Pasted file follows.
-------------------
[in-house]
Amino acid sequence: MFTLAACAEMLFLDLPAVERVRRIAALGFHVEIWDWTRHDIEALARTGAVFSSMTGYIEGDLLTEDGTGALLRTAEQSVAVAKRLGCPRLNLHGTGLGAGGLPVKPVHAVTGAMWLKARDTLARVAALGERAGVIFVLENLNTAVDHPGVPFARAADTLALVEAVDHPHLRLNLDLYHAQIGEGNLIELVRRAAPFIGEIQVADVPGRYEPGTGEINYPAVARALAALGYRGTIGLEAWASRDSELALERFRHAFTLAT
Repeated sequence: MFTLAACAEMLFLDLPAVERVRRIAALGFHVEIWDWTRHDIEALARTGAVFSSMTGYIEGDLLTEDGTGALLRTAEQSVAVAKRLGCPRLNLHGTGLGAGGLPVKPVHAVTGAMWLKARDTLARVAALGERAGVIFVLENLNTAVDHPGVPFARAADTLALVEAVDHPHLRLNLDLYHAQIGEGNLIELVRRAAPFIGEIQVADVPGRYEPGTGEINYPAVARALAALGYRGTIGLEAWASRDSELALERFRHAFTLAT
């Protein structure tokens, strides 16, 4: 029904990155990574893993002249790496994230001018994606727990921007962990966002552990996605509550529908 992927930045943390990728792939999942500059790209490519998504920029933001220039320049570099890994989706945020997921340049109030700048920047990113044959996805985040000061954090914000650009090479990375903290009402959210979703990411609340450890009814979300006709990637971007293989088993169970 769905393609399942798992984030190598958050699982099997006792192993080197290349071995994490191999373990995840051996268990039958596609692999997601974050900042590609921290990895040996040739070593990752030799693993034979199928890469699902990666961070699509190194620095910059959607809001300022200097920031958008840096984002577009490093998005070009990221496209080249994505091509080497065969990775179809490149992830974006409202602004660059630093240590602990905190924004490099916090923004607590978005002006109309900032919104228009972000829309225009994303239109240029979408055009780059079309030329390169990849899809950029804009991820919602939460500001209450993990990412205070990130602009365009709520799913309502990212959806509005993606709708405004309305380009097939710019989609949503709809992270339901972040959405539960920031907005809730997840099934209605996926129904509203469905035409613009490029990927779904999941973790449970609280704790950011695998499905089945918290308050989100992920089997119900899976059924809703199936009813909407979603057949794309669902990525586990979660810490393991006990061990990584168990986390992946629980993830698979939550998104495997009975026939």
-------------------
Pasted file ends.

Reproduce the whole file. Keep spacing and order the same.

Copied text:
[in-house]
Amino acid sequence: MFTLAACAEMLFLDLPAVERVRRIAALGFHVEIWDWTRHDIEALARTGAVFSSMTGYIEGDLLTEDGTGALLRTAEQSVAVAKRLGCPRLNLHGTGLGAGGLPVKPVHAVTGAMWLKARDTLARVAALGERAGVIFVLENLNTAVDHPGVPFARAADTLALVEAVDHPHLRLNLDLYHAQIGEGNLIELVRRAAPFIGEIQVADVPGRYEPGTGEINYPAVARALAALGYRGTIGLEAWASRDSELALERFRHAFTLAT
Repeated sequence: MFTLAACAEMLFLDLPAVERVRRIAALGFHVEIWDWTRHDIEALARTGAVFSSMTGYIEGDLLTEDGTGALLRTAEQSVAVAKRLGCPRLNLHGTGLGAGGLPVKPVHAVTGAMWLKARDTLARVAALGERAGVIFVLENLNTAVDHPGVPFARAADTLALVEAVDHPHLRLNLDLYHAQIGEGNLIELVRRAAPFIGEIQVADVPGRYEPGTGEINYPAVARALAALGYRGTIGLEAWASRDSELALERFRHAFTLAT
């Protein structure tokens, strides 16, 4: 029904990155990574893993002249790496994230001018994606727990921007962990966002552990996605509550529908 992927930045943390990728792939999942500059790209490519998504920029933001220039320049570099890994989706945020997921340049109030700048920047990113044959996805985040000061954090914000650009090479990375903290009402959210979703990411609340450890009814979300006709990637971007293989088993169970 769905393609399942798992984030190598958050699982099997006792192993080197290349071995994490191999373990995840051996268990039958596609692999997601974050900042590609921290990895040996040739070593990752030799693993034979199928890469699902990666961070699509190194620095910059959607809001300022200097920031958008840096984002577009490093998005070009990221496209080249994505091509080497065969990775179809490149992830974006409202602004660059630093240590602990905190924004490099916090923004607590978005002006109309900032919104228009972000829309225009994303239109240029979408055009780059079309030329390169990849899809950029804009991820919602939460500001209450993990990412205070990130602009365009709520799913309502990212959806509005993606709708405004309305380009097939710019989609949503709809992270339901972040959405539960920031907005809730997840099934209605996926129904509203469905035409613009490029990927779904999941973790449970609280704790950011695998499905089945918290308050989100992920089997119900899976059924809703199936009813909407979603057949794309669902990525586990979660810490393991006990061990990584168990986390992946629980993830698979939550998104495997009975026939």